Nelson County officials said appropriate measures were taken during two recent separate incidents of potential COVID-19 exposure involving sheriff’s deputies and courthouse officials.
Posts circulated on social media in late May claimed Nelson sheriff’s deputies had been exposed to the coronavirus and no action was being taken by officials to limit potential further exposure.
Nelson County Sheriff David Hill said in an email to the Nelson County Times his department took specific measures to protect themselves and others, and that while an individual did display symptoms in the courthouse on May 27, no person has tested positive for the virus.
“Things get spread around … that can cause panic or concern. We’re absolutely concerned about the COVID-19 virus and certainly want to prevent spread,” County Administrator Carter said.
An “in-depth” review to discuss the issues occurred May 29, a statement from the Nelson County Sheriff’s Office issued that same day said. Officials present during the meeting included local judges, Hill, Commonwealth’s Attorney Daniel Rutherford, Carter, Deputy Commonwealth Attorney Erik Laub and Denise Bonds, health director with the Thomas Jefferson Health District, which covers Nelson County.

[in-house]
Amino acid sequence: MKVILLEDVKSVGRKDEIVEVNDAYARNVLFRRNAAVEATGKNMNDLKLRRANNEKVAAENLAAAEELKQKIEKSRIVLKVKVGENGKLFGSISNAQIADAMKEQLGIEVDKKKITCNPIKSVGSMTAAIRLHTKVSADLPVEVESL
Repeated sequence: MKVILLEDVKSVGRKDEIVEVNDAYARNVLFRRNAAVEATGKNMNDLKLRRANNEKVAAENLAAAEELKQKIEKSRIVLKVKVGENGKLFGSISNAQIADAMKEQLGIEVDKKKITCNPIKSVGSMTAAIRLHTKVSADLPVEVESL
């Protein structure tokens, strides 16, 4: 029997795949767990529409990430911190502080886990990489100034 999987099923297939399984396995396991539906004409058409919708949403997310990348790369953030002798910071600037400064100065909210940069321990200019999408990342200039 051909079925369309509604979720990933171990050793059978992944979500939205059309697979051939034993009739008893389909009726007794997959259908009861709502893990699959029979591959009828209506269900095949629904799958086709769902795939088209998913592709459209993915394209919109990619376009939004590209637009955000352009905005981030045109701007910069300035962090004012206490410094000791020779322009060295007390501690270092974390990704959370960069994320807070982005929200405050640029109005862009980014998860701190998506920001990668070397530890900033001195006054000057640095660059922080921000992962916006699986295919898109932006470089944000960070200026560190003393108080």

Hill said based on information presented during the meeting, sheriff’s deputies were cleared by Bonds to continue operating as normal.
Hill later said deputies are responsible for responding to calls regardless of if the coronavirus is involved.
“They answer calls, they don’t hide. They’re servants, we all are servants so when a call comes we go,” Hill said.
To sidestep the limited access to the sheriff’s office, which is connected to the courthouse, the department temporarily used a mobile command center kept in the courthouse’s parking lot to continue with normal operations.
Hill said deputies involved willingly submitted to testing for the virus and that “test results conclude that no one tested positive for COVID-19.”
“Our office continued to function in an appropriate manner in accordance with the Virginia Department of Health’s guidance while [a state court order declaring a judicial emergency as a result of COVID-19] limited our deputies’ access to the building,” Hill said in the email.
Hill said when people access the courthouse deputies at the main entrance go through a series of questions establishing any potential COVID-19 exposure, a practice that relies on the honor system.
Carter said he felt the sheriff’s office acted appropriately in responding to the concerns.
“I feel confident in saying the sheriff was very proactive in taking appropriate measures to protect not only his officers, but to the extent that anybody was involved,” Carter said.
Nick Cropper covers Nelson County. Reach him at (434) 385-5522.